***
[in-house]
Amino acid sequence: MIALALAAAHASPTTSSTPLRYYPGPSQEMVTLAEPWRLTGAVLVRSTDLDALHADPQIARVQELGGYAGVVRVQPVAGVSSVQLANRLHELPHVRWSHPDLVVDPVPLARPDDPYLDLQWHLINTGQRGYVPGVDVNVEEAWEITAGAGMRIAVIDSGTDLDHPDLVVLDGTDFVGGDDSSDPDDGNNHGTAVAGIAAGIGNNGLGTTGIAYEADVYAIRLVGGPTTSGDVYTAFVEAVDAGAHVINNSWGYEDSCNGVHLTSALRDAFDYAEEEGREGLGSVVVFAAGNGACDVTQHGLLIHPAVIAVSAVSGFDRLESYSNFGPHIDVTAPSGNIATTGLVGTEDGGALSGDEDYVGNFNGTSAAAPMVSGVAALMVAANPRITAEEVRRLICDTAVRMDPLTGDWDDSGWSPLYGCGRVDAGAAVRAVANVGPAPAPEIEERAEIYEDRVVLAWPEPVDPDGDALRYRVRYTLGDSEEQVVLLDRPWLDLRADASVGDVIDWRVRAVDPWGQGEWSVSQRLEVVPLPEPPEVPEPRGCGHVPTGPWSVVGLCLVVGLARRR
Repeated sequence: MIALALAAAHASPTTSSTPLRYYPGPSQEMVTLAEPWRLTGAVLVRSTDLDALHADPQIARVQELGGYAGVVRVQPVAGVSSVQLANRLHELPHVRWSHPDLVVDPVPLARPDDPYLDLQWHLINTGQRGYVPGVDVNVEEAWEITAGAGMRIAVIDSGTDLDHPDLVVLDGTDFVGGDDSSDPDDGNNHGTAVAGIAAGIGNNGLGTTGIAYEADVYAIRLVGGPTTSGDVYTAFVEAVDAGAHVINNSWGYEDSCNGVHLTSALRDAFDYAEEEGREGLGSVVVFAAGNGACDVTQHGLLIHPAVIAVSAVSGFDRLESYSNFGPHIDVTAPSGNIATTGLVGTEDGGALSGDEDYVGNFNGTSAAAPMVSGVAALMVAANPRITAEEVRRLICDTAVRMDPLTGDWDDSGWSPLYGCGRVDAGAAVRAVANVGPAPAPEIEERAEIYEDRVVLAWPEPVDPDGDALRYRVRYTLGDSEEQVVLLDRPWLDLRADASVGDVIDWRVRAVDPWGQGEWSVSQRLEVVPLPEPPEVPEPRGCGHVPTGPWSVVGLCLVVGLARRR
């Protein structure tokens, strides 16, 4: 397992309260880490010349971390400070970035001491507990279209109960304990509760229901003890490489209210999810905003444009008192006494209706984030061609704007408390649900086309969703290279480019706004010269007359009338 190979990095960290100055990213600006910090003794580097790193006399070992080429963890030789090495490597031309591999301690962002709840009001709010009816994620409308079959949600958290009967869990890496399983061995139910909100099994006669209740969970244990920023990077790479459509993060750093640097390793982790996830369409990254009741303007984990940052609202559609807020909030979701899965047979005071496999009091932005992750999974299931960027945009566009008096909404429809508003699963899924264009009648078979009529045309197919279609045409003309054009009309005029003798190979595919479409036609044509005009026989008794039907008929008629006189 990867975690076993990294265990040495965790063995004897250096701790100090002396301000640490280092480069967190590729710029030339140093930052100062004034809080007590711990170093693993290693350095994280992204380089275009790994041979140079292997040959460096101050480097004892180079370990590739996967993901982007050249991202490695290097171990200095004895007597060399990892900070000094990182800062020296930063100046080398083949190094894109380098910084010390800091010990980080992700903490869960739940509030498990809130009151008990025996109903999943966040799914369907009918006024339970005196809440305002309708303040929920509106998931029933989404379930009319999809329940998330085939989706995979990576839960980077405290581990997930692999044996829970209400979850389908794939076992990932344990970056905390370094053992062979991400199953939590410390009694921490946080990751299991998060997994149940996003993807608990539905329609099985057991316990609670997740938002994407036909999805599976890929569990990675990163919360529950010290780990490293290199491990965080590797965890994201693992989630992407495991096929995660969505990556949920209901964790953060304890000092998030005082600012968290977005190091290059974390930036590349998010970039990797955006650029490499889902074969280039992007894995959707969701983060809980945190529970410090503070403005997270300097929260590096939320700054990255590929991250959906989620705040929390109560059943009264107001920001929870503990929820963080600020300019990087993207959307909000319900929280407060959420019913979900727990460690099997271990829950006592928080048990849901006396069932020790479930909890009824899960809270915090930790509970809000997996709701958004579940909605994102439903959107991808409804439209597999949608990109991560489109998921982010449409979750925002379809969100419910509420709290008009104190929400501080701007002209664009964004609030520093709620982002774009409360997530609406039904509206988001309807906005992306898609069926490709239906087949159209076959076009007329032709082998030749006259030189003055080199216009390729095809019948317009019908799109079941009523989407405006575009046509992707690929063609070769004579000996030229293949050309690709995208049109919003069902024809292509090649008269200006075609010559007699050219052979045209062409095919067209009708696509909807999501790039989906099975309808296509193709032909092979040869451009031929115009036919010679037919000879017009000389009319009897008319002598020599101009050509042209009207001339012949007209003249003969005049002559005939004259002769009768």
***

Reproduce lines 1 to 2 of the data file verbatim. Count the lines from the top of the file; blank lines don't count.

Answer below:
[in-house]
Amino acid sequence: MIALALAAAHASPTTSSTPLRYYPGPSQEMVTLAEPWRLTGAVLVRSTDLDALHADPQIARVQELGGYAGVVRVQPVAGVSSVQLANRLHELPHVRWSHPDLVVDPVPLARPDDPYLDLQWHLINTGQRGYVPGVDVNVEEAWEITAGAGMRIAVIDSGTDLDHPDLVVLDGTDFVGGDDSSDPDDGNNHGTAVAGIAAGIGNNGLGTTGIAYEADVYAIRLVGGPTTSGDVYTAFVEAVDAGAHVINNSWGYEDSCNGVHLTSALRDAFDYAEEEGREGLGSVVVFAAGNGACDVTQHGLLIHPAVIAVSAVSGFDRLESYSNFGPHIDVTAPSGNIATTGLVGTEDGGALSGDEDYVGNFNGTSAAAPMVSGVAALMVAANPRITAEEVRRLICDTAVRMDPLTGDWDDSGWSPLYGCGRVDAGAAVRAVANVGPAPAPEIEERAEIYEDRVVLAWPEPVDPDGDALRYRVRYTLGDSEEQVVLLDRPWLDLRADASVGDVIDWRVRAVDPWGQGEWSVSQRLEVVPLPEPPEVPEPRGCGHVPTGPWSVVGLCLVVGLARRR